The TRAM flap uses abdominal tissue to reconstruct the breast, while the DIEP flap uses abdominal tissue without sacrificing any muscle. The latissimus dorsi flap uses muscle and tissue from the back to create the new breast.

Sometimes a nipple sparing mastectomy can be performed, leaving the nipple and areola intact. If not, a plastic surgeon will likely also perform nipple reconstruction as part of the breast reconstruction surgery.

How Urgent Is Surgery For Breast Cancer?

The urgency of breast cancer surgery to remove cancerous tissue from the breast depends on several factors, including the stage and type of cancer and the patient’s overall health and preferences.

In some cases, surgery may be recommended as soon as possible to remove the cancerous tissue and prevent the cancer from spreading to other parts of the body. This is particularly true for more aggressive types of breast cancer, such as inflammatory breast cancer or triple-negative breast cancer.

For less aggressive forms of breast cancer, surgery may be scheduled within a few weeks or months of diagnosis. This allows time for further testing and evaluation to determine the best course of treatment, which may include chemotherapy, radiation therapy, or hormone therapy in addition to surgery.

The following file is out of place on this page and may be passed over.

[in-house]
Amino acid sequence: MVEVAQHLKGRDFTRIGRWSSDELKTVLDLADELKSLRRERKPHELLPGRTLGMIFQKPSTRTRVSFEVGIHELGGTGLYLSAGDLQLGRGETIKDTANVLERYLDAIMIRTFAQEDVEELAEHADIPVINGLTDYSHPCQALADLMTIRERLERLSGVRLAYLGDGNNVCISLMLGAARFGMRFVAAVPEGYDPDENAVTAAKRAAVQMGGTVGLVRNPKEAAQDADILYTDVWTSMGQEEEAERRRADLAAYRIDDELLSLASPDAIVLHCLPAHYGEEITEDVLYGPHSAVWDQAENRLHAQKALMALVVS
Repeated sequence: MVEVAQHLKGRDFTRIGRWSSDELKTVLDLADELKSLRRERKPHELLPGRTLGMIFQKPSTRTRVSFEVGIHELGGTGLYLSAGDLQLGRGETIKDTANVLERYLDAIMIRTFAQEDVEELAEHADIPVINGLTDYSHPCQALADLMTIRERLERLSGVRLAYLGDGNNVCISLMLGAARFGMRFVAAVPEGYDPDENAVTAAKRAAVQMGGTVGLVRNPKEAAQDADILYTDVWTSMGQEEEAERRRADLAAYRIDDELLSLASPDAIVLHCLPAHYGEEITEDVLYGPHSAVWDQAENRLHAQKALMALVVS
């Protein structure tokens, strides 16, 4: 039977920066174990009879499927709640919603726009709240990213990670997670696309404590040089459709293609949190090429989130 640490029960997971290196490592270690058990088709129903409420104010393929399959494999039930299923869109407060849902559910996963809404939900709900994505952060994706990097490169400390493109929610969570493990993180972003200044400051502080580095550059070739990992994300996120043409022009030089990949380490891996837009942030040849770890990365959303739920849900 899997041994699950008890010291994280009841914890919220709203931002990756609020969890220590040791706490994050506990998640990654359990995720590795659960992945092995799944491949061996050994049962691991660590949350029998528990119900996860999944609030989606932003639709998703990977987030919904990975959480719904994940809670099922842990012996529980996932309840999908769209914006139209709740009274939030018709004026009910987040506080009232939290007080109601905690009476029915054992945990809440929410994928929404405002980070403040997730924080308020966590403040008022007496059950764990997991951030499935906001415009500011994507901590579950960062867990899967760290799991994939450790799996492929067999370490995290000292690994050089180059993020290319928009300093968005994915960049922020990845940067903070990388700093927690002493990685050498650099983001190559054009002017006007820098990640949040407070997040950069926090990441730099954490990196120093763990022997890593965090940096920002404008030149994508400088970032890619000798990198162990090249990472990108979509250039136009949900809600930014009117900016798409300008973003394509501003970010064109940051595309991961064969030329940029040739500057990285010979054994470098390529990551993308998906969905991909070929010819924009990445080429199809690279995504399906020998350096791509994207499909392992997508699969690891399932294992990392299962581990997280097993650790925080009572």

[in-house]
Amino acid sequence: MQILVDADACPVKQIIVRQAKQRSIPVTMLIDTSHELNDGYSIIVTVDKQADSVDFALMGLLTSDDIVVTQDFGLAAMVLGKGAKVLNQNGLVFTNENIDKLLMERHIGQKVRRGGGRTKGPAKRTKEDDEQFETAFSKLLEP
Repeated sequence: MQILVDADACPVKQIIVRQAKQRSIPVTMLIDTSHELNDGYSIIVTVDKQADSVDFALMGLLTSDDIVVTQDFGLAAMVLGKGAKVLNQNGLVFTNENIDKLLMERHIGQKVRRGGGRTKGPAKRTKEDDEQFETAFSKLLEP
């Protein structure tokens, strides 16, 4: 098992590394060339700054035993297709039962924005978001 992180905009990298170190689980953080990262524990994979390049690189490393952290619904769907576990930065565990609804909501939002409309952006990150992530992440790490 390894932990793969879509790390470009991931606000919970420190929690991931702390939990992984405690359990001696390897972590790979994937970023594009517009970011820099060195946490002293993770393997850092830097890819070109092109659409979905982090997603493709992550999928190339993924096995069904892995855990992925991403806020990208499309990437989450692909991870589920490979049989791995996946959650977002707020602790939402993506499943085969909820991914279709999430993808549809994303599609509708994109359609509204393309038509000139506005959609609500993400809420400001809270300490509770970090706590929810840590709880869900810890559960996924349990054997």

There are also times when surgery may not be recommended at all, particularly for patients with early-stage breast cancer that is small and has not spread beyond the breast. Instead, these patients may be monitored closely with regular mammograms and other imaging tests to ensure the cancer has not grown or spread.

That said, even if cancer is in the early stages, a prophylactic mastectomy might be recommended for patients with a strong family history of breast cancer or those who carry certain genetic mutations, such as BRCA1 or BRCA2.

In terms of breast reconstruction surgery, there isn’t an urgency for surgery. Many women prefer immediate reconstruction, which is performed during the same surgery as the mastectomy or lumpectomy. Others prefer to wait a little while and have a delayed reconstruction, which can be done weeks, months, or even years later.

Whatever your decision, it’s crucial to have a supportive care team that includes both a breast surgeon and a plastic surgeon.

Full Spectrum Plastic, Reconstructive and Cosmetic Surgery at The Surgical Clinic

At The Surgical Clinic, we believe that providing full spectrum care for breast cancer patients is crucial to achieving the best possible outcomes. We have breast and plastic surgeons that work in close collaboration to provide personalized care that addresses our patients’ medical and aesthetic needs.

By combining the expertise of both specialties, we can provide comprehensive care that improves patient satisfaction and quality of life. We encourage anyone seeking breast reconstruction or cosmetic procedures to consider Full Spectrum Care and to speak with our team to learn more about their options.